Sunday 17 December 2017

Movies: The Girl with the Dragon Tattoo * * *

(18, limited release)

Paul Whitington

Based on the bestselling novels of Swedish crime writer Stieg Larsson, who managed to complete his Millennium Trilogy before dropping dead of a heart attack aged 50, in 2004, The Girl with the Dragon Tattoo is an atmospheric and mildly original thriller that has Hollywood re-make written all over it -- in fact, I believe plans are already afoot.

Meanwhile, we have this Swedish film, the first of three movies based on Larsson's trilogy. The immensely charismatic and subtle actor Michael Nyqvist plays Mikael Blomkvist, a campaigning investigative journalist.

As the film opens, he's under a cloud, having been sued for libel by a corrupt Swedish industrialist. He will shortly be sent to prison for six months, but meanwhile he receives a visit from a rotund lawyer who represents a rich family called the Vangers. When he travels to the family's remote island mansion, patriarch Henrik Vanger asks him to reopen a very old missing person's case. Some 40 years previously, Vanger's niece Harriet went missing and has never been seen since: Vanger is convinced someone in the family killed her, but the police got nowhere.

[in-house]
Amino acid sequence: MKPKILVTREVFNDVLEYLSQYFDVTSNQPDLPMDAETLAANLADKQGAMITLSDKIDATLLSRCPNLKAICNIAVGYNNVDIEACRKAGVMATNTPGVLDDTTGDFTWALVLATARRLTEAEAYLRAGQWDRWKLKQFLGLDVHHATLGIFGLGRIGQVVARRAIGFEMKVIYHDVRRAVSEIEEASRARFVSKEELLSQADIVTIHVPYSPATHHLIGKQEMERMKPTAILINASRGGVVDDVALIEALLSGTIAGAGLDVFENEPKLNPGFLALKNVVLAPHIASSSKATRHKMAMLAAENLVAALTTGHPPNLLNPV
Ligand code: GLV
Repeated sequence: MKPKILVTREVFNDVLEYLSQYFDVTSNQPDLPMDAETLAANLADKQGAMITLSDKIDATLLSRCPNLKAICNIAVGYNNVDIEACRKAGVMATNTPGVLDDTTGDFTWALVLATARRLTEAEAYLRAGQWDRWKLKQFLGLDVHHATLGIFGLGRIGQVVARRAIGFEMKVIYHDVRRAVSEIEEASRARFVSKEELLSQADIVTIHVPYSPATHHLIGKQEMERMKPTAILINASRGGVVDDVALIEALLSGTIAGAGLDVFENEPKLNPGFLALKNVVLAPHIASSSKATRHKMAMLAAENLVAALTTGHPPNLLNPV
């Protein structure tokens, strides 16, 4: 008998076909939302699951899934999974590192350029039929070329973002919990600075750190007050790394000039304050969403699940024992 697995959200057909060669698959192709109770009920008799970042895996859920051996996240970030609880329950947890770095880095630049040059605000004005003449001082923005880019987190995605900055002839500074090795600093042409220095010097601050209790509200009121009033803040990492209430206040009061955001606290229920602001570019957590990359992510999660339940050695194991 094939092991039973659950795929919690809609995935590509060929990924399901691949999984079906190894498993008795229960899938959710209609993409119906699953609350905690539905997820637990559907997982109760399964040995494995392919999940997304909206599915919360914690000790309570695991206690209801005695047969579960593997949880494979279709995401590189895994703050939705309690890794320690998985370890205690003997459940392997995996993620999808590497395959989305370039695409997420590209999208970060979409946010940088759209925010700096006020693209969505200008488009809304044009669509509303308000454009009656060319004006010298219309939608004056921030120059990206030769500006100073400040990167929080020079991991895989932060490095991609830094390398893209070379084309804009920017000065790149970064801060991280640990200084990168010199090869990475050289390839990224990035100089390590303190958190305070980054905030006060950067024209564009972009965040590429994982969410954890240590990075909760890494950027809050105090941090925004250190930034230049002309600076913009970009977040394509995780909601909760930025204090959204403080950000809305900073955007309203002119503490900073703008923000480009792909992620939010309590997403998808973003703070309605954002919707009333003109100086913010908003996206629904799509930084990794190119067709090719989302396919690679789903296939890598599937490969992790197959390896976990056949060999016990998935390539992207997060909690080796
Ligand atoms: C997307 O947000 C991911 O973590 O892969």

Henrik Vanger still receives a package of pressed flowers every year on Harriet's birthday -- he believes it's from the killer, and begs Blomkvist to investigate. He does, with the help of a chippy young female computer whiz who introduces herself by hacking into Blomkvist's computer, but turns out to be an extremely useful ally. Lisbeth Salander (Noomi Rapace) has been abused since childhood, but as she and Blomkvist investigate Harriet's disappearance, they begin to build up trust.

Aside from its handsome camerawork, The Girl with the Dragon Tattoo has the look of a feature-length TV crime drama, and while perfectly entertaining, its storyline would not detain the likes of Sherlock Holmes for long. Also, the film includes two entirely gratuitous scenes of sexual violence that are sure to offend some. The cert is 18, and they're definitely not kidding.

Irish Independent

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